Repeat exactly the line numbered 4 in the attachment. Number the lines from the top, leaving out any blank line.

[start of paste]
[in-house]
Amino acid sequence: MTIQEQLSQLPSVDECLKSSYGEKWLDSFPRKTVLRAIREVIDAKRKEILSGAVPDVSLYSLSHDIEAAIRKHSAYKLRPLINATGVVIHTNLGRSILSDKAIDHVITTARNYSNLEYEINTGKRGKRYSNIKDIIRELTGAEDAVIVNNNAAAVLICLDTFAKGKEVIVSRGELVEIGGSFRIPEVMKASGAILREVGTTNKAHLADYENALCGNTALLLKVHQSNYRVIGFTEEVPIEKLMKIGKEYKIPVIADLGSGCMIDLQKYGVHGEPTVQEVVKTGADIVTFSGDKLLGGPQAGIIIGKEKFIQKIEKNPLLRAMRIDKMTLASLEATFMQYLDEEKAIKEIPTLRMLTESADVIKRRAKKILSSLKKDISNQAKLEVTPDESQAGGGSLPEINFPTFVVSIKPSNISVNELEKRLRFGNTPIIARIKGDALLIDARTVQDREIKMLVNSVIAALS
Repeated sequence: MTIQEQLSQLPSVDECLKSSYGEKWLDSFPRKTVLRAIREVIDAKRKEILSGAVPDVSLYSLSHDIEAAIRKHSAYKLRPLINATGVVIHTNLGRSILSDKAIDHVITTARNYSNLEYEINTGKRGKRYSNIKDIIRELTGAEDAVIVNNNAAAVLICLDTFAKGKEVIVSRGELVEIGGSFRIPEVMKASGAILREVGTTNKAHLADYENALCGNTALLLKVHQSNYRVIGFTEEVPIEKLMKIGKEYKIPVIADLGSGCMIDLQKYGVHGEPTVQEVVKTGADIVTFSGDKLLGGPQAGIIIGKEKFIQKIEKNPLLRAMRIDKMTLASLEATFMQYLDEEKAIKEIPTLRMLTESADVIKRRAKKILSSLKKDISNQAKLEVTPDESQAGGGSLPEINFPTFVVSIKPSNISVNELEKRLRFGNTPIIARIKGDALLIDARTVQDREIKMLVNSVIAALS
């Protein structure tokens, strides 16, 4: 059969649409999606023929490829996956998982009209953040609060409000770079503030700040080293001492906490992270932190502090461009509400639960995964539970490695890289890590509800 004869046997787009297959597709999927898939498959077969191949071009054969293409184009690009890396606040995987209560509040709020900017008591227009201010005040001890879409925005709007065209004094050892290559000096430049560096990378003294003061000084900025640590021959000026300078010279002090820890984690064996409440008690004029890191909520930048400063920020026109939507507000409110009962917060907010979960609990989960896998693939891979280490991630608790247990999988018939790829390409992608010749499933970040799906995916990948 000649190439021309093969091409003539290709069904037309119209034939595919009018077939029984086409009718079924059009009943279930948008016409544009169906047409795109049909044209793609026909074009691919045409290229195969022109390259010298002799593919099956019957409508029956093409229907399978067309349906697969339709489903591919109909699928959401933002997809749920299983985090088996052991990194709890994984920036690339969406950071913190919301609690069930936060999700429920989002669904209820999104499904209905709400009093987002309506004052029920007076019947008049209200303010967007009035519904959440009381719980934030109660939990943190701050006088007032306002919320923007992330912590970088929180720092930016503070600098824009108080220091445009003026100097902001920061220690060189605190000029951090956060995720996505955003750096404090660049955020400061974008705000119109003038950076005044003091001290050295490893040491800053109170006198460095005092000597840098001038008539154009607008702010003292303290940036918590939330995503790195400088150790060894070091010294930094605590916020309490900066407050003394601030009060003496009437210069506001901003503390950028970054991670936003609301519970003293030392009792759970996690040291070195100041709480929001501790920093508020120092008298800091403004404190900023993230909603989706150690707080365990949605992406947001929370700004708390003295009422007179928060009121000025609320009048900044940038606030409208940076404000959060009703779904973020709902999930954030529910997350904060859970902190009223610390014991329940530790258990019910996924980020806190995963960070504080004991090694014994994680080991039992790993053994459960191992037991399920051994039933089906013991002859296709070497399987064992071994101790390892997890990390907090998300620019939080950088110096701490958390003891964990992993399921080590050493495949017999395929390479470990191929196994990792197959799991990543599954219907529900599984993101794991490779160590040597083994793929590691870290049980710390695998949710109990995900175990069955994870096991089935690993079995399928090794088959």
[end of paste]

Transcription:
């Protein structure tokens, strides 16, 4: 059969649409999606023929490829996956998982009209953040609060409000770079503030700040080293001492906490992270932190502090461009509400639960995964539970490695890289890590509800 004869046997787009297959597709999927898939498959077969191949071009054969293409184009690009890396606040995987209560509040709020900017008591227009201010005040001890879409925005709007065209004094050892290559000096430049560096990378003294003061000084900025640590021959000026300078010279002090820890984690064996409440008690004029890191909520930048400063920020026109939507507000409110009962917060907010979960609990989960896998693939891979280490991630608790247990999988018939790829390409992608010749499933970040799906995916990948 000649190439021309093969091409003539290709069904037309119209034939595919009018077939029984086409009718079924059009009943279930948008016409544009169906047409795109049909044209793609026909074009691919045409290229195969022109390259010298002799593919099956019957409508029956093409229907399978067309349906697969339709489903591919109909699928959401933002997809749920299983985090088996052991990194709890994984920036690339969406950071913190919301609690069930936060999700429920989002669904209820999104499904209905709400009093987002309506004052029920007076019947008049209200303010967007009035519904959440009381719980934030109660939990943190701050006088007032306002919320923007992330912590970088929180720092930016503070600098824009108080220091445009003026100097902001920061220690060189605190000029951090956060995720996505955003750096404090660049955020400061974008705000119109003038950076005044003091001290050295490893040491800053109170006198460095005092000597840098001038008539154009607008702010003292303290940036918590939330995503790195400088150790060894070091010294930094605590916020309490900066407050003394601030009060003496009437210069506001901003503390950028970054991670936003609301519970003293030392009792759970996690040291070195100041709480929001501790920093508020120092008298800091403004404190900023993230909603989706150690707080365990949605992406947001929370700004708390003295009422007179928060009121000025609320009048900044940038606030409208940076404000959060009703779904973020709902999930954030529910997350904060859970902190009223610390014991329940530790258990019910996924980020806190995963960070504080004991090694014994994680080991039992790993053994459960191992037991399920051994039933089906013991002859296709070497399987064992071994101790390892997890990390907090998300620019939080950088110096701490958390003891964990992993399921080590050493495949017999395929390479470990191929196994990792197959799991990543599954219907529900599984993101794991490779160590040597083994793929590691870290049980710390695998949710109990995900175990069955994870096991089935690993079995399928090794088959």